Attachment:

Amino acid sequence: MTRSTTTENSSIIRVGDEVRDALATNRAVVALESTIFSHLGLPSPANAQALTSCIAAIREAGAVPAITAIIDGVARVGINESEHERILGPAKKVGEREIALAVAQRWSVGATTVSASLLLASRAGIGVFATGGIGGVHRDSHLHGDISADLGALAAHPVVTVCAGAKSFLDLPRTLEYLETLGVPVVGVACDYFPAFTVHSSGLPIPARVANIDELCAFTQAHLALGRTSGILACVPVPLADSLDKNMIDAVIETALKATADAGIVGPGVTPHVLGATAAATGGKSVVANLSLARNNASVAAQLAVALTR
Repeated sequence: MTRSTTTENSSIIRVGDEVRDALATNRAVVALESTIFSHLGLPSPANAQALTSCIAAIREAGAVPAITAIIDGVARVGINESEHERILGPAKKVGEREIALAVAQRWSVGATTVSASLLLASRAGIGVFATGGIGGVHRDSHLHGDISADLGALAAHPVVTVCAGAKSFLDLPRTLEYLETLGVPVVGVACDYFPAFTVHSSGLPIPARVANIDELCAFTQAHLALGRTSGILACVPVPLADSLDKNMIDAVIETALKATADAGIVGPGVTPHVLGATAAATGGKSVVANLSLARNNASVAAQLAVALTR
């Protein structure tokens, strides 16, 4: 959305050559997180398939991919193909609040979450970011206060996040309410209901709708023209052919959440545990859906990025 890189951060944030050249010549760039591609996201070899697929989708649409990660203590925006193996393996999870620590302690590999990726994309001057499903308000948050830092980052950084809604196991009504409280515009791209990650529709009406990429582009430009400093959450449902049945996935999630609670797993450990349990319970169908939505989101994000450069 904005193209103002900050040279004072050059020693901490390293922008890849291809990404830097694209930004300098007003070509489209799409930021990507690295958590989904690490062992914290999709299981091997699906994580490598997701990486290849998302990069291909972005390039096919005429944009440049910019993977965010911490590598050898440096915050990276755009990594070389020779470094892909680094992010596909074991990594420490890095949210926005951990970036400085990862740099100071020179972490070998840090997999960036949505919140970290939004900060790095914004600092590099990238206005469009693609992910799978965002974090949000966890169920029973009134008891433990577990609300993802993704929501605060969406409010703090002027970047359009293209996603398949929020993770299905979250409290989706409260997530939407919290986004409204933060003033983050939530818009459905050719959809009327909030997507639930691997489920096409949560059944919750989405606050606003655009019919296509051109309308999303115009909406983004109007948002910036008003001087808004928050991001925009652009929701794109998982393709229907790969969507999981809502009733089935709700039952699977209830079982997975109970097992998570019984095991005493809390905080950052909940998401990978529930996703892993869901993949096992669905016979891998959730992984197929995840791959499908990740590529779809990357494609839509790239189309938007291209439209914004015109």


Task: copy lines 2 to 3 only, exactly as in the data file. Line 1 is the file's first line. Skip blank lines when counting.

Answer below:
Repeated sequence: MTRSTTTENSSIIRVGDEVRDALATNRAVVALESTIFSHLGLPSPANAQALTSCIAAIREAGAVPAITAIIDGVARVGINESEHERILGPAKKVGEREIALAVAQRWSVGATTVSASLLLASRAGIGVFATGGIGGVHRDSHLHGDISADLGALAAHPVVTVCAGAKSFLDLPRTLEYLETLGVPVVGVACDYFPAFTVHSSGLPIPARVANIDELCAFTQAHLALGRTSGILACVPVPLADSLDKNMIDAVIETALKATADAGIVGPGVTPHVLGATAAATGGKSVVANLSLARNNASVAAQLAVALTR
């Protein structure tokens, strides 16, 4: 959305050559997180398939991919193909609040979450970011206060996040309410209901709708023209052919959440545990859906990025 890189951060944030050249010549760039591609996201070899697929989708649409990660203590925006193996393996999870620590302690590999990726994309001057499903308000948050830092980052950084809604196991009504409280515009791209990650529709009406990429582009430009400093959450449902049945996935999630609670797993450990349990319970169908939505989101994000450069 904005193209103002900050040279004072050059020693901490390293922008890849291809990404830097694209930004300098007003070509489209799409930021990507690295958590989904690490062992914290999709299981091997699906994580490598997701990486290849998302990069291909972005390039096919005429944009440049910019993977965010911490590598050898440096915050990276755009990594070389020779470094892909680094992010596909074991990594420490890095949210926005951990970036400085990862740099100071020179972490070998840090997999960036949505919140970290939004900060790095914004600092590099990238206005469009693609992910799978965002974090949000966890169920029973009134008891433990577990609300993802993704929501605060969406409010703090002027970047359009293209996603398949929020993770299905979250409290989706409260997530939407919290986004409204933060003033983050939530818009459905050719959809009327909030997507639930691997489920096409949560059944919750989405606050606003655009019919296509051109309308999303115009909406983004109007948002910036008003001087808004928050991001925009652009929701794109998982393709229907790969969507999981809502009733089935709700039952699977209830079982997975109970097992998570019984095991005493809390905080950052909940998401990978529930996703892993869901993949096992669905016979891998959730992984197929995840791959499908990740590529779809990357494609839509790239189309938007291209439209914004015109």